Before the advent of the government of national unity (GNU), this section has been a dead letter — sunk by a horde of deployed cadres of the national democratic revolution with no conception of what the Constitution requires of public servants and indeed those employed in public enterprises. The GNU should correct this sad situation.

The facts are also not complicated: the state has, since the demise of the Scorpions in 2009, proved itself incapable of countering the culture of corruption with impunity which took root when South Africa was “Zuptarised” during Jacob Zuma’s presidency and which continues. 

The legal structure of the new IDAC is indistinguishable in law from that of the Scorpions, meaning that it is equally vulnerable to summary closure because it is the creature of an ordinary statute. This feature alone, on the “once bitten, twice shy” principle of self-preservation, will discourage those with the necessary skills and experience from joining the IDAC to help recover the loot, which is estimated to be between one and two trillion rand.

These facts are also common cause: in 2019 the Inkatha Freedom Party (now a GNU partner) called on the government to establish a new anti-corruption entity as a chapter nine institution. The call fell on deaf ears. In August 2020, the ANC national executive committee instructed the cabinet to establish a stand-alone, independent, permanent and specialised entity to counter corruption and organised crime. The cabinet did not do so in that IDAC is not stand-alone, independent or any more permanent than the Scorpions were.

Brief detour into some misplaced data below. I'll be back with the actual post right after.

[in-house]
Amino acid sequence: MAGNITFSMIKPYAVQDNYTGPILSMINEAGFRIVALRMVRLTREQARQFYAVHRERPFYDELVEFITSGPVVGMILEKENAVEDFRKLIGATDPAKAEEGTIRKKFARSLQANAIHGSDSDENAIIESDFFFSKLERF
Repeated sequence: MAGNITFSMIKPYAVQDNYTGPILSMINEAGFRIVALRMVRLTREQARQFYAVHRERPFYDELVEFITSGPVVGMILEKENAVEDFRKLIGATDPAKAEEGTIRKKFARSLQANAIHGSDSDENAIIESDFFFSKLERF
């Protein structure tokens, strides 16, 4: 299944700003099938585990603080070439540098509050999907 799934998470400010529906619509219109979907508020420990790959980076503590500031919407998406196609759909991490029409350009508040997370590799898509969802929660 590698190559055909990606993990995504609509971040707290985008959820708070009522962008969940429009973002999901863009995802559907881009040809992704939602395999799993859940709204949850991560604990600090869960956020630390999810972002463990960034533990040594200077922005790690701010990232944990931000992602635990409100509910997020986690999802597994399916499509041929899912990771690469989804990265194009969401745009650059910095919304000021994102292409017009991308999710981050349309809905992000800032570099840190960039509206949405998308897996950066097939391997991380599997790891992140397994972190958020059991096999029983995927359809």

In 2022 the Democratic Alliance (DA) embraced the chapter nine institution route and in 2024 gave official notice of its intention to move private member’s bills to achieve this end within 100 days of the commencement of the seventh parliament. Most of the small parties in parliament support the chapter nine solution to the endemic and systemic serious corruption problems of South Africa.

 The DA’s bills will be the acid test of the longevity of the government of national unity. If they are supported by the ANC, as they must be to achieve the necessary two-thirds majority vote, the GNU will thrive, if they are not, it will probably collapse.

No task facing the unity government is as urgent as getting to grips with corruption. New investment, business confidence and jobs, not to mention proper service delivery by the state in all spheres, are dependent upon ending the reign of the corrupt. 

Your readers may wish to google “Under the Swinging Arch” to read its Appendix Six from page 295 on the topic of the long-overdue establishment of the much-needed chapter nine entity the DA seeks.

The IDAC is neither permanent nor independent, it is manifestly not a constitutionally compliant body and, if the DA bills are rejected by the ANC, the IDAC will have to be impugned in court in public interest litigation.

Paul Hoffman SC is a director at the Institute for Accountability in Southern Africa.